RBG: the Life and Legacy of a Legend

Audrey Engel, Reporter

On September 18, 2020, Ruth Bader Ginsburg, a beloved Supreme Court justice, passed away due to complications from pancreatic cancer. Born in Brooklyn in 1933, Ginsburg lived a long and enormously successful life. Her accomplishments are astounding, especially considering the patriarchal obstacles that plagued her career. She is known as a champion of gender equality who initiated enormous growth in women’s rights and equality as a whole.

Ginsburg’s path to the Supreme Court was a long, strenuous journey afflicted with sickness, sexism, and countless struggles. She began her education in public schools, before attending Cornell University for her undergraduate years, where she met her husband, Martin Ginsburg. She remarked that she found Martin so attractive because he “cared that she had a brain.” After graduating from Cornell, Ginsburg could only acquire a job as a typist, which she soon lost after becoming pregnant. Two years later, she and her husband continued their education at Harvard Law School, while her husband battled testicular cancer all while having a three year old child. Following a lengthy battle with taking care of her husband’s testicular cancer, she transferred to Columbia Law School and graduated at the top of her class.

After her extensive and impressive schooling, Ginsburg struggled terribly to find a job. Although her qualifications were plentiful, careers in law were closed to women and, even with a recommendation for a Supreme Court clerkship, she did not receive an interview. As she later recounted her experiences, she recalled blatant sexism entailing male judges worrying not only that she was a female, but that she had familial obligations due to her child. Finally, after her law professor pulled a few strings, she received the clerkship and was employed there for two years, instead of the usual one.

After her clerkship, she learned Swedish to collaborate with Anders Bruzelius, a Swedish judge, before she began teaching at Rutgers Law School. At Rutgers, she continued her impact on women’s rights, taking on multiple cases, some with her husband. Once she seemed to earn a reputation, she became the first female professor at Columbia Law School and founded the Women’s Rights Project for ACLU. Ginsburg chose to represent men often in order to show establishment-acquainted judges that women’s rights affect males too. With two children, she often worked into late hours of the night.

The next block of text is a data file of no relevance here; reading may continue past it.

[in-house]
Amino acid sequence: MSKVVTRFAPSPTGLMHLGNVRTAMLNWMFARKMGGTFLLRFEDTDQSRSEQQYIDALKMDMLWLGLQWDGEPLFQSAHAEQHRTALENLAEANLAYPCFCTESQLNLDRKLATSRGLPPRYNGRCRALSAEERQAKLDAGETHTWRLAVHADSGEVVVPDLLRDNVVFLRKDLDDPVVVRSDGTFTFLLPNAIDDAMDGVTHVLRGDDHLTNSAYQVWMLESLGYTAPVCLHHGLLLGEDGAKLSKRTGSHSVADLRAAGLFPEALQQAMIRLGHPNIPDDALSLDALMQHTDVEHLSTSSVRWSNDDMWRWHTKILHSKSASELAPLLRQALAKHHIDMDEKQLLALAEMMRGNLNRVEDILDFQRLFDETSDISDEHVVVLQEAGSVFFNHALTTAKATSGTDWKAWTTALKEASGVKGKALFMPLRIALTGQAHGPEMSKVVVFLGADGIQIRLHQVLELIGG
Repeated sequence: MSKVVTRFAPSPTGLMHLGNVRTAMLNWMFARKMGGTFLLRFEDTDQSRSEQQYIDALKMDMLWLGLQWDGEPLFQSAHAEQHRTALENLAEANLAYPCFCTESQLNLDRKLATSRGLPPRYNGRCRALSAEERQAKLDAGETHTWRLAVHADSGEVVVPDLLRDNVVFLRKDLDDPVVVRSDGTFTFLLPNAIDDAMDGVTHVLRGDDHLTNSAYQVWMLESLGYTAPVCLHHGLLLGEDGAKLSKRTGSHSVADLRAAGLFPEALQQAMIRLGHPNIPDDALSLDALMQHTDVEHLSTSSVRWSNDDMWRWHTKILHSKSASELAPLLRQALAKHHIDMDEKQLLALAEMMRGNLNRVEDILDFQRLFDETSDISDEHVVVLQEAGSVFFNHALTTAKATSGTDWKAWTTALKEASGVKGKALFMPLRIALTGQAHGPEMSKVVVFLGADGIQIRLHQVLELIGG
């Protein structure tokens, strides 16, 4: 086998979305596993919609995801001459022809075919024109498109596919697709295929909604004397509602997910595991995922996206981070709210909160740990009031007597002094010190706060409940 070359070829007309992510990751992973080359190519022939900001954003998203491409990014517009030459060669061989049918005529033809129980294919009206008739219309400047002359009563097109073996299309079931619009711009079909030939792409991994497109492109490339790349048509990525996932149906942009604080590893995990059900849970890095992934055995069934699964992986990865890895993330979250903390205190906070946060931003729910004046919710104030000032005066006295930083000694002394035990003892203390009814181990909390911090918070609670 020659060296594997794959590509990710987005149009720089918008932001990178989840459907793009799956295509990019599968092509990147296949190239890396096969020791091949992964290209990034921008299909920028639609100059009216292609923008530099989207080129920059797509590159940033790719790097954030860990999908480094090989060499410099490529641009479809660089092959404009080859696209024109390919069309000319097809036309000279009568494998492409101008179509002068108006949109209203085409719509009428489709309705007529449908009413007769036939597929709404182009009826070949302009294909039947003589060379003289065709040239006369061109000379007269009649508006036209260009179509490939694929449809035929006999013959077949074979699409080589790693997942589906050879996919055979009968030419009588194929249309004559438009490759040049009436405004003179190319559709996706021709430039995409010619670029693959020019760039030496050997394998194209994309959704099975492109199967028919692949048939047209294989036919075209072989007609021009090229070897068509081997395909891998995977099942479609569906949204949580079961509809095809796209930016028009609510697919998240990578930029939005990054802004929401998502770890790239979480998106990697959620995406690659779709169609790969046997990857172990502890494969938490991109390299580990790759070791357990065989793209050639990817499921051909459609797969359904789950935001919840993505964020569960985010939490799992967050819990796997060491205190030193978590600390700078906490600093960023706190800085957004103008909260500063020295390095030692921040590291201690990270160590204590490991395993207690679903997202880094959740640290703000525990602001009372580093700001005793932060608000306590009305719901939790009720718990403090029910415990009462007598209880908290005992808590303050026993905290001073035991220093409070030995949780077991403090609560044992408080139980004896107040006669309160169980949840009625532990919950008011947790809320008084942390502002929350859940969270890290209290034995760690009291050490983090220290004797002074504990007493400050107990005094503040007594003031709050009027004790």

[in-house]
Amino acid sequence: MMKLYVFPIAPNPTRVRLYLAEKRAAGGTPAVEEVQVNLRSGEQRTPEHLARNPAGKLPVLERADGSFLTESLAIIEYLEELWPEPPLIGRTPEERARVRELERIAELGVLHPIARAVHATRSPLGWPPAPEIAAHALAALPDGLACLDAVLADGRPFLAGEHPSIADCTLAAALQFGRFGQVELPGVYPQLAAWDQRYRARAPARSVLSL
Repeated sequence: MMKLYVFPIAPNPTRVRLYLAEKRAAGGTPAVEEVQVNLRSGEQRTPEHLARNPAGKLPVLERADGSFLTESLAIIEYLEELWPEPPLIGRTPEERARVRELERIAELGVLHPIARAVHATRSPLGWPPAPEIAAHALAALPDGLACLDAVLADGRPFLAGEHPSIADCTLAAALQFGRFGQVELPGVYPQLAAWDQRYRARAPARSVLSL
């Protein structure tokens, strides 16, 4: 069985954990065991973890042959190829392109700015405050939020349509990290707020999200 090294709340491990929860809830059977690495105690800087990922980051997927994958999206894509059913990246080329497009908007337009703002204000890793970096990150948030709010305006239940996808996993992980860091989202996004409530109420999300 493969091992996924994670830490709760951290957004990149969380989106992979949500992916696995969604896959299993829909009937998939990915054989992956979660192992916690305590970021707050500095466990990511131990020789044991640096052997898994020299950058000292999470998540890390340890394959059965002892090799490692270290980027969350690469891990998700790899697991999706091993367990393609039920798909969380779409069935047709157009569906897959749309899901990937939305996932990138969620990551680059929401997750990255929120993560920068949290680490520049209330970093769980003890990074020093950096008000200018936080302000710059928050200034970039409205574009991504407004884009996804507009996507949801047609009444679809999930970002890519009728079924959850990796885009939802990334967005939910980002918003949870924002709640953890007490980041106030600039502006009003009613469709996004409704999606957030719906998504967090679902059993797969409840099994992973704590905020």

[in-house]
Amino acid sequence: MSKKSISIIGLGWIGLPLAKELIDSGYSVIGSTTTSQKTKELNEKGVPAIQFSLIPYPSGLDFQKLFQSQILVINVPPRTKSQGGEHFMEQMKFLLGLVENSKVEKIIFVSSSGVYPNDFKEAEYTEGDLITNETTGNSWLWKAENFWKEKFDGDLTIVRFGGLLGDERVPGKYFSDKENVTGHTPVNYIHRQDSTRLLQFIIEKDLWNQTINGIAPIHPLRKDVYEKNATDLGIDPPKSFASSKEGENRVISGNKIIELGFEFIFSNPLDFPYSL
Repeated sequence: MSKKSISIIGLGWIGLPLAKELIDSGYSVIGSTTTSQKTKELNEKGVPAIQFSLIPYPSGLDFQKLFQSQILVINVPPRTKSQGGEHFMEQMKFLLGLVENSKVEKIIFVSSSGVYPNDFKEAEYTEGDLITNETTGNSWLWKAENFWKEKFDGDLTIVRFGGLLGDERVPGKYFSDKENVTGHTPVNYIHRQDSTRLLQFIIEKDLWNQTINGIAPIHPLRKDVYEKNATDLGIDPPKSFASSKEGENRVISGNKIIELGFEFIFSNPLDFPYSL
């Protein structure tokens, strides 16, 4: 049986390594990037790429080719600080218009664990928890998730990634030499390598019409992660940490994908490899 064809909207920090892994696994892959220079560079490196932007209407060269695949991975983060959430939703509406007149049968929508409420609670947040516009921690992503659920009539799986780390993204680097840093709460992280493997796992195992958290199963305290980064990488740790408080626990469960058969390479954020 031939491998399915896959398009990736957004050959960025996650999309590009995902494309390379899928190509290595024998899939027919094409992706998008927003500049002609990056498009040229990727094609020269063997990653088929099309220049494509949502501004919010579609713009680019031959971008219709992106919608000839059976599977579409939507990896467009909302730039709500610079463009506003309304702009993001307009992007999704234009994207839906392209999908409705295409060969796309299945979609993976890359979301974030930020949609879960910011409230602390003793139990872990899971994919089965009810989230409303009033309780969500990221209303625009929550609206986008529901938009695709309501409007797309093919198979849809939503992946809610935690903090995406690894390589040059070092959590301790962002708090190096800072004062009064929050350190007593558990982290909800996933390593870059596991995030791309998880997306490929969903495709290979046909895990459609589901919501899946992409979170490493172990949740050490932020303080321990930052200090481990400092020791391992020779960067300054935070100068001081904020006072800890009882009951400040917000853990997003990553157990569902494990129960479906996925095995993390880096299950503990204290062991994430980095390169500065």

In 1980, Jimmy Carter nominated Ginsburg to the U.S. Court of Appeals for the District of Columbia Circuit. She stayed on the Court of Appeals for 13 years before being nominated for the Supreme Court by Bill Clinton at age 60. Clinton had several options aside from Ginsburg, but with her charm and her husband’s lobbying, Clinton and the Senate were sold on her. She was confirmed to the Supreme Court 96-3.

On the Supreme Court, as the second female confirmed, RBG continued to strive to free society of harsh gender roles which she experienced heavily throughout her life. Her opinions on the court were well put together and straight forward. She soon donned her iconic “dissenting collar,” which she wore on days where she announced her dissent. She also wore her collar on the day following President Trump’s election; before her passing, she stated “my most fervent wish is that I will not be replaced until a new president is installed.”

Justice Ginsburg had around 200 majority opinions, one of her favorites being M.L.B. vs. L.S.J., a case that ruled whether parents could appeal a termination of their rights. Due to a lack of constitutional direction, Justice Ginsburg anchored her opinion from a separate line of cases entailing rights to familial connections.

Ruth Bader Ginsburg, although very vocal and outspoken on the court, was more reserved and quiet in social settings. She was also known for being very put together in her style and in her apparel. Justice Ginsburg is a women’s rights icon and her passing has and will affect countless lives.

Who should choose Ruth Bader Ginsburg’s replacement?

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